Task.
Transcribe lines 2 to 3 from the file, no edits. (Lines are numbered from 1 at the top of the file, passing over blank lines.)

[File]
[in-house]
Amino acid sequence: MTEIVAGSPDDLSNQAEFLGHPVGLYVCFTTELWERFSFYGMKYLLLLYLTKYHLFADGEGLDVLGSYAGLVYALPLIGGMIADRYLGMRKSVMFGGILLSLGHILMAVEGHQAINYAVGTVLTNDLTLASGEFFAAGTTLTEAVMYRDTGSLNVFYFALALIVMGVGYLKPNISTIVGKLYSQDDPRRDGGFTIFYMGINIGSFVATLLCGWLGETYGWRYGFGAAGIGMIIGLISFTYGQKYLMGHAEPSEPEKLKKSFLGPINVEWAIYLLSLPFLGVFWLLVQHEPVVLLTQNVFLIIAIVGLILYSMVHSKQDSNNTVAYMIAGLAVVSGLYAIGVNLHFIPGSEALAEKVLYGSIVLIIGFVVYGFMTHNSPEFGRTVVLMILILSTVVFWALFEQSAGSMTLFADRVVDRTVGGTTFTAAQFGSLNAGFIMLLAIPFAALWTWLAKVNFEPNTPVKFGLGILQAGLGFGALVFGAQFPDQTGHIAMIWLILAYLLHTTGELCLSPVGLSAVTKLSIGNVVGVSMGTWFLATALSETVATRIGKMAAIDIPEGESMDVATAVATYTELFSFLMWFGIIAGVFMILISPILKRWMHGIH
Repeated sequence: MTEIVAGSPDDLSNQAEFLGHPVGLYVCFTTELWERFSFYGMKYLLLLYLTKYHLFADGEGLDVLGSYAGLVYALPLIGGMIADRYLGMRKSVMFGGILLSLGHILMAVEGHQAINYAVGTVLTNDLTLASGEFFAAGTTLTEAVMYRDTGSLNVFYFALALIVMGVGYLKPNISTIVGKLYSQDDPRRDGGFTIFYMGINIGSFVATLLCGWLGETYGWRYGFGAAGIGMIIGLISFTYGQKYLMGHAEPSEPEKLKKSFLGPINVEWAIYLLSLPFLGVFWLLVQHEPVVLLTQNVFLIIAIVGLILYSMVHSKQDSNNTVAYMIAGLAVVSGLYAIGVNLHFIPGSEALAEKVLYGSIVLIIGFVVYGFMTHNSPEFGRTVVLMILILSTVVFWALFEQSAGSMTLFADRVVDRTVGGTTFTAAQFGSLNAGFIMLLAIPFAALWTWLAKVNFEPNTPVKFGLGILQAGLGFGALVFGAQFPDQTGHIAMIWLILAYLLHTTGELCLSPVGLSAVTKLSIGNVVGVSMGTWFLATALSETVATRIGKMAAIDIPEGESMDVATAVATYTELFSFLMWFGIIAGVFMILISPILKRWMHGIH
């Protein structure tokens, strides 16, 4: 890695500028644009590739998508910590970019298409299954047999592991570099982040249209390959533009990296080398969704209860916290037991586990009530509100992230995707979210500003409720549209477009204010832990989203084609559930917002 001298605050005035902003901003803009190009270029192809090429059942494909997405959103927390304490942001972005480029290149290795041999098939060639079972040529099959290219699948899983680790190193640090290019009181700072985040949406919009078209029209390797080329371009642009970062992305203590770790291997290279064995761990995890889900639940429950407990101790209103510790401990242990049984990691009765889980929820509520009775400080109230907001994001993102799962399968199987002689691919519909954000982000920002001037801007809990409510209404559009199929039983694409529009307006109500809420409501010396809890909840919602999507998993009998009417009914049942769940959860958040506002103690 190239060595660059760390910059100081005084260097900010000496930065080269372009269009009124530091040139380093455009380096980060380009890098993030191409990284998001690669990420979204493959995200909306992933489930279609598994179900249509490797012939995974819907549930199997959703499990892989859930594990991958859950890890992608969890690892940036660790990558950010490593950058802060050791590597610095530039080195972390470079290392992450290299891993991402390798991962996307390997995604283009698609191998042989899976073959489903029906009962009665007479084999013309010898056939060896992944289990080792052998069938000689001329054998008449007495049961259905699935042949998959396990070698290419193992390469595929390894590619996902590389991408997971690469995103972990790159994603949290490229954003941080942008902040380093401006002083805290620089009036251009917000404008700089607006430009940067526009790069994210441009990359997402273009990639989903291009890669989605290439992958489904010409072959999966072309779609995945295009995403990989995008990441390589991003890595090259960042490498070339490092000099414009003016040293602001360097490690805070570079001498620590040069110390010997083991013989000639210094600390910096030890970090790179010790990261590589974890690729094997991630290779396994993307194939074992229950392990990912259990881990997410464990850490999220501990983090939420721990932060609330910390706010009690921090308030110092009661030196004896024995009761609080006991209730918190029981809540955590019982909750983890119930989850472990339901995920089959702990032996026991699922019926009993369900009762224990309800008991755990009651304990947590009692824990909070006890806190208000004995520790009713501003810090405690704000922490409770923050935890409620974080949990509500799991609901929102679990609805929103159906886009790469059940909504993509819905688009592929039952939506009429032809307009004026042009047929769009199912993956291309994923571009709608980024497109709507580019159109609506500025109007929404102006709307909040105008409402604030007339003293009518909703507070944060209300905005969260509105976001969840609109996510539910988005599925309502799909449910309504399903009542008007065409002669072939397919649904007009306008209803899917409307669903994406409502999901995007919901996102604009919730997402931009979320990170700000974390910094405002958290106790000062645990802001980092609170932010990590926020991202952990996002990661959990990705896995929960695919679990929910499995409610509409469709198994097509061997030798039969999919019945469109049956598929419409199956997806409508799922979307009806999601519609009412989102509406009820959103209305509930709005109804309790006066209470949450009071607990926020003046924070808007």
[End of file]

Amino acid sequence: MTEIVAGSPDDLSNQAEFLGHPVGLYVCFTTELWERFSFYGMKYLLLLYLTKYHLFADGEGLDVLGSYAGLVYALPLIGGMIADRYLGMRKSVMFGGILLSLGHILMAVEGHQAINYAVGTVLTNDLTLASGEFFAAGTTLTEAVMYRDTGSLNVFYFALALIVMGVGYLKPNISTIVGKLYSQDDPRRDGGFTIFYMGINIGSFVATLLCGWLGETYGWRYGFGAAGIGMIIGLISFTYGQKYLMGHAEPSEPEKLKKSFLGPINVEWAIYLLSLPFLGVFWLLVQHEPVVLLTQNVFLIIAIVGLILYSMVHSKQDSNNTVAYMIAGLAVVSGLYAIGVNLHFIPGSEALAEKVLYGSIVLIIGFVVYGFMTHNSPEFGRTVVLMILILSTVVFWALFEQSAGSMTLFADRVVDRTVGGTTFTAAQFGSLNAGFIMLLAIPFAALWTWLAKVNFEPNTPVKFGLGILQAGLGFGALVFGAQFPDQTGHIAMIWLILAYLLHTTGELCLSPVGLSAVTKLSIGNVVGVSMGTWFLATALSETVATRIGKMAAIDIPEGESMDVATAVATYTELFSFLMWFGIIAGVFMILISPILKRWMHGIH
Repeated sequence: MTEIVAGSPDDLSNQAEFLGHPVGLYVCFTTELWERFSFYGMKYLLLLYLTKYHLFADGEGLDVLGSYAGLVYALPLIGGMIADRYLGMRKSVMFGGILLSLGHILMAVEGHQAINYAVGTVLTNDLTLASGEFFAAGTTLTEAVMYRDTGSLNVFYFALALIVMGVGYLKPNISTIVGKLYSQDDPRRDGGFTIFYMGINIGSFVATLLCGWLGETYGWRYGFGAAGIGMIIGLISFTYGQKYLMGHAEPSEPEKLKKSFLGPINVEWAIYLLSLPFLGVFWLLVQHEPVVLLTQNVFLIIAIVGLILYSMVHSKQDSNNTVAYMIAGLAVVSGLYAIGVNLHFIPGSEALAEKVLYGSIVLIIGFVVYGFMTHNSPEFGRTVVLMILILSTVVFWALFEQSAGSMTLFADRVVDRTVGGTTFTAAQFGSLNAGFIMLLAIPFAALWTWLAKVNFEPNTPVKFGLGILQAGLGFGALVFGAQFPDQTGHIAMIWLILAYLLHTTGELCLSPVGLSAVTKLSIGNVVGVSMGTWFLATALSETVATRIGKMAAIDIPEGESMDVATAVATYTELFSFLMWFGIIAGVFMILISPILKRWMHGIH